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On age-specific variations in income-related inequalities in diabetes, hypertension and obesity

Abstract

Objective

This article examines whether the social health gradients in diabetes, hypertension and obesity for men and women vary significantly across different age groups.

Methods

We use a pooled sample of German survey data from the years 2002 and 2006 with a total of 87,601 observations. We employ a varying Wagstaff index derived from the class of Gini-type concentration indices to estimate age-specific income-related health inequalities.

Results

We find significant health disadvantages among poor women in mid-age, but no significant age-specific income-related health inequalities among men. Some leveling of inequalities in diabetes is observed.

Conclusions

The results suggest that variations in age-specific inequalities are unlikely to be a purely artificial result of health-related selection into retirement or mortality.

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Correspondence to Martin Siegel.

Additional information

This article is part of the special issue “Life course influences on health and health inequalities: moving towards a Public Health perspective”.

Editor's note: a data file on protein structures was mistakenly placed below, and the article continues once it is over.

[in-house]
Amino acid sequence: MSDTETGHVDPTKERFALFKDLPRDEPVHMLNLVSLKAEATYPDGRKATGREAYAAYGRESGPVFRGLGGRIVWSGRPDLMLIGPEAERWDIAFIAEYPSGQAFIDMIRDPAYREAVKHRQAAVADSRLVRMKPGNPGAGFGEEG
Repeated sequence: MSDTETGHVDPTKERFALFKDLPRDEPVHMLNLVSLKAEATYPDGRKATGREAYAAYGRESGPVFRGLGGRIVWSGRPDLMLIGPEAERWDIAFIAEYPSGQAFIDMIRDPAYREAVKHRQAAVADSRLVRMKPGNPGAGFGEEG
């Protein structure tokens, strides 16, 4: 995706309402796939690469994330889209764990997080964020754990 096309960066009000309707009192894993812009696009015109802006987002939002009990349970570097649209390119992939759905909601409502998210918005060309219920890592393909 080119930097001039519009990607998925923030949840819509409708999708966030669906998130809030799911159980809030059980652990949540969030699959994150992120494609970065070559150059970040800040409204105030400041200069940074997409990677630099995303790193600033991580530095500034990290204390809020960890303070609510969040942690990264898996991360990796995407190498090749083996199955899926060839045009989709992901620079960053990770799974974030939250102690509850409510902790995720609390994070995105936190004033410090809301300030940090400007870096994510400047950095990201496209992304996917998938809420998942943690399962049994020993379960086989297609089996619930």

Appendix: Statistical inference

Appendix: Statistical inference

The local standard error σ C (z) of the varying concentration index can be approximated by estimating β *0 and β *1 from Eq. (1) with the untransformed health variable y in place of \(\left(2\sigma_{r}^{2}(z)/\mu_{y}(z)\right)y.\) One may then take advantage of the fact that β *0 (z) + μ r (z *1 (z) = μ y (z) and apply the δ method to \(C(z)=2\sigma_{r}^{2}(z)\beta^{*}_{1}(z) \left[\beta^{*}_{0}(z)+\mu_{r}(z)\beta^{*}_{1}(z)\right]^{-1}\) (Kakwani et al. 1997; Siegel and Mosler 2010; Wildman 2003). The standard error σ W (z) for W(z) can be estimated analogously (Siegel and Mosler 2010). Note that μ r (z) and σ 2 r (z) need not be considered as stochastic as they are sample independent. The error term may likely be heteroscedastic and autocorrelated (Kakwani et al. 1997; Wildman 2003; McKinnon et al. 2011); we therefore follow Siegel and Mosler (2010) and estimate local Newey-West type standard errors.

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Siegel, M., Luengen, M. & Stock, S. On age-specific variations in income-related inequalities in diabetes, hypertension and obesity. Int J Public Health 58, 33–41 (2013). https://doi.org/10.1007/s00038-012-0368-7

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Keywords

  • Germany
  • Life course perspective
  • Age-specific inequality
  • Obesity
  • Hypertension
  • Diabetes